Return to School: Tips and Guidelines from a Pediatrician

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Return to School: Tips and Guidelines from a Pediatrician

September 07, 2021
posted by Justin Triemstra

Across the country, families are finishing their last summer activities while children and adolescents are preparing to go back to school. For many, this time of year comes with mixed emotions: eagerness and excitement to return to school, see friends, and participate in extracurricular activities, yet also some anxiety and nervousness due to a change in routine from summer. Couple those emotions with yet another surge of COVID-19, and children and parents alike are looking for guidance on how to transition into the upcoming school year. In this blog, we will tackle both of those topics while also offering suggestions for a successful transition back to school.


     small radio flyer red wagon filled with childrens books



Children of all ages are preparing to undergo a significant disruption in their daily routine. Whether they are a first-time preschooler or an experienced high school student returning to school from a summer job, the beginning of the school year can cause stress and anxiety. Although signs and symptoms of anxiety can be vague, it may present as frequent tantrums or crying in younger children or trouble sleeping, headaches, or depressive symptoms in adolescents. Parents can utilize these tips to ease the transition back to school:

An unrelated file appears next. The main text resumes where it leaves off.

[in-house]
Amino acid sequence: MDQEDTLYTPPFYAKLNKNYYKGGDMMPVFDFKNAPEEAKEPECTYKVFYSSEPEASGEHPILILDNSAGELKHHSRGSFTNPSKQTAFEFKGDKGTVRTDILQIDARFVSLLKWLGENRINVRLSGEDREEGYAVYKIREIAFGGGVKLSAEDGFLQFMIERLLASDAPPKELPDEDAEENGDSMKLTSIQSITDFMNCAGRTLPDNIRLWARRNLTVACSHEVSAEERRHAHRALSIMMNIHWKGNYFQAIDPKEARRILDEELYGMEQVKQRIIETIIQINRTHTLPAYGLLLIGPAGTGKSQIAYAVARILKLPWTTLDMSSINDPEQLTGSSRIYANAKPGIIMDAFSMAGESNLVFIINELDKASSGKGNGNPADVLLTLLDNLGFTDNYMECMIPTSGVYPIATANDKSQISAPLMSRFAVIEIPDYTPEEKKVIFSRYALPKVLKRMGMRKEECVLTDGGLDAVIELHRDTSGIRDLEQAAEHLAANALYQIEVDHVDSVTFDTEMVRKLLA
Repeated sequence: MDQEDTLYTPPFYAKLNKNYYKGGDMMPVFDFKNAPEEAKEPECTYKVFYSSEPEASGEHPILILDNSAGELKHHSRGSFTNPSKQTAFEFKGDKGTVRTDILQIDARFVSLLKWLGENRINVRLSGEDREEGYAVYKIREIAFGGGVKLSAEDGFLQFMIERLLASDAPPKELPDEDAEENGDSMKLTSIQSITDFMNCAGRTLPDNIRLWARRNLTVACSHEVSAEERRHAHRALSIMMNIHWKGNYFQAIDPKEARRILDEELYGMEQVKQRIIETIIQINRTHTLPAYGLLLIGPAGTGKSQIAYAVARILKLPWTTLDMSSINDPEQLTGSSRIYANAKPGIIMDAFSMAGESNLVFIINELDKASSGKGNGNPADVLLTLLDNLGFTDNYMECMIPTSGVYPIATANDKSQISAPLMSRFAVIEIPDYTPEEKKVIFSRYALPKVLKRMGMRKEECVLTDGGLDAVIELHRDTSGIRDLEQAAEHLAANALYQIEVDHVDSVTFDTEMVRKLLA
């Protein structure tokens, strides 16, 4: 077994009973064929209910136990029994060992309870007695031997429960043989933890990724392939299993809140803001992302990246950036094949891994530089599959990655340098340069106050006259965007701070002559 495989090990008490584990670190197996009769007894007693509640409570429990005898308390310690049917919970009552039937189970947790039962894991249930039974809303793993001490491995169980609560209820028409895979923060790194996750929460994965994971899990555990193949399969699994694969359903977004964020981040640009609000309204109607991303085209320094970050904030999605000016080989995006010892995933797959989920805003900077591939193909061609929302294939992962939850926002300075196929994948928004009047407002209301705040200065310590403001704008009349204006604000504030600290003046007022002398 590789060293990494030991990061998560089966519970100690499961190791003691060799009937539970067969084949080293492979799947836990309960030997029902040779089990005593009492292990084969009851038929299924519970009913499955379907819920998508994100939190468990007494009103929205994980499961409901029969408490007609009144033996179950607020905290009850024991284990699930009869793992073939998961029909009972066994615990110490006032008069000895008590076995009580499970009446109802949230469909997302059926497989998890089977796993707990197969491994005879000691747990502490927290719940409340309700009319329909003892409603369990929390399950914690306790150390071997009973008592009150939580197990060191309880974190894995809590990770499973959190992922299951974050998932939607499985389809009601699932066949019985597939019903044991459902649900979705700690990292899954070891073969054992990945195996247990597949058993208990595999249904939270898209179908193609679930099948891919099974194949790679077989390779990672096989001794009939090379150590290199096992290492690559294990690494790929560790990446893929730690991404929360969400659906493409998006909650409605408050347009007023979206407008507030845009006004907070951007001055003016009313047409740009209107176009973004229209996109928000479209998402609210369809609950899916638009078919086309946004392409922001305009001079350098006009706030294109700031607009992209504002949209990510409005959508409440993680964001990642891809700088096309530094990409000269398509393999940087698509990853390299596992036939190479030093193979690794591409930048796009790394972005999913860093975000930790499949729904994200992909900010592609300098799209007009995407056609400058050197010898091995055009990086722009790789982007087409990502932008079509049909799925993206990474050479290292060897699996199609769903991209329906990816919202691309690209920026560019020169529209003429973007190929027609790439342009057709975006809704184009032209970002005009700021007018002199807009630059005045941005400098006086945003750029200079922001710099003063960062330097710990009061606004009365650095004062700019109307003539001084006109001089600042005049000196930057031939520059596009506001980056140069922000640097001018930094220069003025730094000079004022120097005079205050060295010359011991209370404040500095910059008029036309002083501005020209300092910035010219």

• Begin the daily school routine a week before the first day of school for practice
  • Schedule some “end of the summer” events such as a trip to a favorite park, the local zoo or farm, or a celebration centered around “back to school shopping”
  • Once school begins, allow additional time for all students to decompress when they return home by having playtime, quiet time, or extended outside play



Although all of us hoped this school year would begin without an ongoing pandemic, the COVID-19 delta variant has created another surge that has spread across the country. Therefore, all parents should be up-to-date and follow the most recent Center of Disease Control & Prevention Guidance for Prevention of COVID-19 in K-12 Schools toolkit and be prepared to keep children home if they are not feeling well. Scheduling an annual physical to discuss these concerns and others with your pediatrician or family physician is an excellent way to ensure your child is up to date on all vaccines while also allowing time for your child to ask any questions to a trusted health care provider.


Returning to school is an exciting and anxious time for parents and children alike. Therefore, pediatricians recommend having open, honest discussions about the importance of school, your child’s emotions, and proper COVID-19 prevention strategies to assist in a successful beginning to the school year.


Justin Triemstra, MD

Spectrum Health, Helen DeVos Children’s Hospital

The views in this article are my own and are for informational and educational purposes only and not medical advice.